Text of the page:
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Chemical Elements Reduced to Words


The element selenium may pose some nasty health risks for wildlife, but it does have a lovely name. It's named after Selene, the Greek goddess of the moon.


Which leads us to this haiku: `In quiet moonlight, a tiny breath is felt, selenium.'

BLOCK: We found that haiku and over a hundred more on the Internet, naturally, on the Periodic Table of Haiku. And if you were counting syllables there, you'll have noticed that they use a loose definition of haiku. They actually call their creations SciFiKu.

SIEGEL: At any rate, we were pulled by bonds of chemical attraction to many of their poetic offerings to elements on the periodic table.

BLOCK: Hydrogen: `Two-thirds of water, a big part of all of us, and the bones of stars.'

SIEGEL: Carbon: `Dead stars reborn as diamonds, Bucky balls and beings.'

BLOCK: Nitrogen: `The sky's referee. Without its calming effect, oxygen will burn.'

SIEGEL: Mercury: `Liquid silver flows like Hermes' wings and shield made molten by the sun.'

BLOCK: Barium: `The bitter cocktail of a colonoscopy. Grin and barium.'

SIEGEL: Who says scientists have no sense of humor? Well, those are some of the elemental household names. Now for some more exotic offerings.

BLOCK: Xenon: `Oh, noble gas, what thou dost with six fluorines.'

SIEGEL: Seaborgium, named after renowned chemist Glenn Seaborg, an element which we learn has a half-life of less than a second. Here's the haiku. `Just a second. Seaborg and his cyclotron, brand-new elements.'

BLOCK: Berkelium, named for Berkeley, California--in haiku form: `Just academic, protesting commercial use, feels it in his bones.'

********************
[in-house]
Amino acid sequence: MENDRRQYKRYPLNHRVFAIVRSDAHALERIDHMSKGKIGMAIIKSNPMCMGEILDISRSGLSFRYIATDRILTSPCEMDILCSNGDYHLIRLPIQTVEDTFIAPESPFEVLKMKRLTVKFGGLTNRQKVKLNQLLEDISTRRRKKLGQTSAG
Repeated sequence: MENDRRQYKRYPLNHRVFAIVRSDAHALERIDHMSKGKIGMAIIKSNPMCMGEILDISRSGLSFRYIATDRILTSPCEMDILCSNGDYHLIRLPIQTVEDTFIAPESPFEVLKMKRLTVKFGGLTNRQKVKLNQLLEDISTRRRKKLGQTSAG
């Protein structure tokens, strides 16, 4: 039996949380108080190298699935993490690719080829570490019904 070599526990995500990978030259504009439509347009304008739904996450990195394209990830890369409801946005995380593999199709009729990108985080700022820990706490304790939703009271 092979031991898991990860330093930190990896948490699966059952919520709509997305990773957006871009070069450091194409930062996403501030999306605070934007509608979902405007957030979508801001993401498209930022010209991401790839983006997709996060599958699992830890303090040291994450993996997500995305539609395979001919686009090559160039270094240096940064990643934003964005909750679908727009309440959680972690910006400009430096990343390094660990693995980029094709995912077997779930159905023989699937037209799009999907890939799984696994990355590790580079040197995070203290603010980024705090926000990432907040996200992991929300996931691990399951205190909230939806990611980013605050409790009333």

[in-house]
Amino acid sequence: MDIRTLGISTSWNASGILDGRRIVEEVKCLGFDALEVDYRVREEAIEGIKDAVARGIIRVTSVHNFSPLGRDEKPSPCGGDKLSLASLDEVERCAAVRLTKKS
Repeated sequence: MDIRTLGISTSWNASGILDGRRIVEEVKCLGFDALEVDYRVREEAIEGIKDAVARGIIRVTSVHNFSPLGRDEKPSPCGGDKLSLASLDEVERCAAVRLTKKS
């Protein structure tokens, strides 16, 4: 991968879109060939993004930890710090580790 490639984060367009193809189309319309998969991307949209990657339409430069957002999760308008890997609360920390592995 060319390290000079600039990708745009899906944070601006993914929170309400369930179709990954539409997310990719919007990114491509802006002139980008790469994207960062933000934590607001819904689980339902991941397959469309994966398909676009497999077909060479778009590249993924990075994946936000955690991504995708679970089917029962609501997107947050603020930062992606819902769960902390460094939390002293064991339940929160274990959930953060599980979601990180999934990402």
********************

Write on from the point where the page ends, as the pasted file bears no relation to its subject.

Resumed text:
SIEGEL: Dysprosium: `Playing hard to get, half-dead in three million years. Can't see your color.'

BLOCK: Osmium: `Glowing density, brighten my yellow brick road, lead me home.'

SIEGEL: Cerium: `Lighter flints contain this metal, which often sparked postcoital prattle.'

BLOCK: And near the end of the periodic table, atomic number 111: unununium, chemical symbol UUU. Here's the SciFiKu: `Shake and shout, unununium, the new reality rag.'

SIEGEL: Just some of the offerings on the Periodic Table of Haiku, which we found at

(Soundbite of music)

BLOCK: You're listening to ALL THINGS CONSIDERED from NPR News. Transcript provided by NPR, Copyright NPR.

As special correspondent and guest host of NPR's news programs, Melissa Block brings her signature combination of warmth and incisive reporting. Her work over the decades has earned her journalism's highest honors, and has made her one of NPR's most familiar and beloved voices.
Prior to his retirement, Robert Siegel was the senior host of NPR's award-winning evening newsmagazine All Things Considered. With 40 years of experience working in radio news, Siegel hosted the country's most-listened-to, afternoon-drive-time news radio program and reported on stories and happenings all over the globe, and reported from a variety of locations across Europe, the Middle East, North Africa, and Asia. He signed off in his final broadcast of All Things Considered on January 5, 2018.
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